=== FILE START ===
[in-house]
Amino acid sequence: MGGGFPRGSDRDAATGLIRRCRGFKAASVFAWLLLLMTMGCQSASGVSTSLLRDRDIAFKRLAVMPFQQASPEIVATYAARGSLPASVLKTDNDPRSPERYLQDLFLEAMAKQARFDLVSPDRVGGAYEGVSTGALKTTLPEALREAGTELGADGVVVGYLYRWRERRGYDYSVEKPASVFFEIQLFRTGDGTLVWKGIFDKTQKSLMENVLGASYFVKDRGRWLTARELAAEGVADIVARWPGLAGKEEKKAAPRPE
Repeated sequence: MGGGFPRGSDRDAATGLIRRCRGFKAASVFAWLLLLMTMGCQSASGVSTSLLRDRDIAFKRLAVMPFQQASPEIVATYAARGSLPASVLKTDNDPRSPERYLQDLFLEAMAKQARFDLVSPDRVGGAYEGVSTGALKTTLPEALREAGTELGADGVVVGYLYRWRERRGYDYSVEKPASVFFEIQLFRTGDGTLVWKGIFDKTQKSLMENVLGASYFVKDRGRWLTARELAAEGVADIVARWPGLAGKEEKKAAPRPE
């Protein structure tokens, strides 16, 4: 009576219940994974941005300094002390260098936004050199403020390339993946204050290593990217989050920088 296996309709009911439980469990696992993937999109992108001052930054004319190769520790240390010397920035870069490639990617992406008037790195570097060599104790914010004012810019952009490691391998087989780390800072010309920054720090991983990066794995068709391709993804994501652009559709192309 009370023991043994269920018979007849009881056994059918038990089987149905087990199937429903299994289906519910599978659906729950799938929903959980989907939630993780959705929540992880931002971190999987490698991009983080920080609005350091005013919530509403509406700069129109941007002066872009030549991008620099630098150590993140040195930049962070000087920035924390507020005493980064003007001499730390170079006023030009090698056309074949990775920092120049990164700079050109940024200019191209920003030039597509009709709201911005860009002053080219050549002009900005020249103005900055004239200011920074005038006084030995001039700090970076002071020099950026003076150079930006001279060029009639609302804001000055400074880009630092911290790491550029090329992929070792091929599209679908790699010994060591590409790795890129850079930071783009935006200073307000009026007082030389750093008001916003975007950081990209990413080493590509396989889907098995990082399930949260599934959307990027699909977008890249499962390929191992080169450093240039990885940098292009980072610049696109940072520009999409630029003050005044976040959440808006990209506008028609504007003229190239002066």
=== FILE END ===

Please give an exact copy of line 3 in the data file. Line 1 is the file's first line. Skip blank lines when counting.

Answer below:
Repeated sequence: MGGGFPRGSDRDAATGLIRRCRGFKAASVFAWLLLLMTMGCQSASGVSTSLLRDRDIAFKRLAVMPFQQASPEIVATYAARGSLPASVLKTDNDPRSPERYLQDLFLEAMAKQARFDLVSPDRVGGAYEGVSTGALKTTLPEALREAGTELGADGVVVGYLYRWRERRGYDYSVEKPASVFFEIQLFRTGDGTLVWKGIFDKTQKSLMENVLGASYFVKDRGRWLTARELAAEGVADIVARWPGLAGKEEKKAAPRPE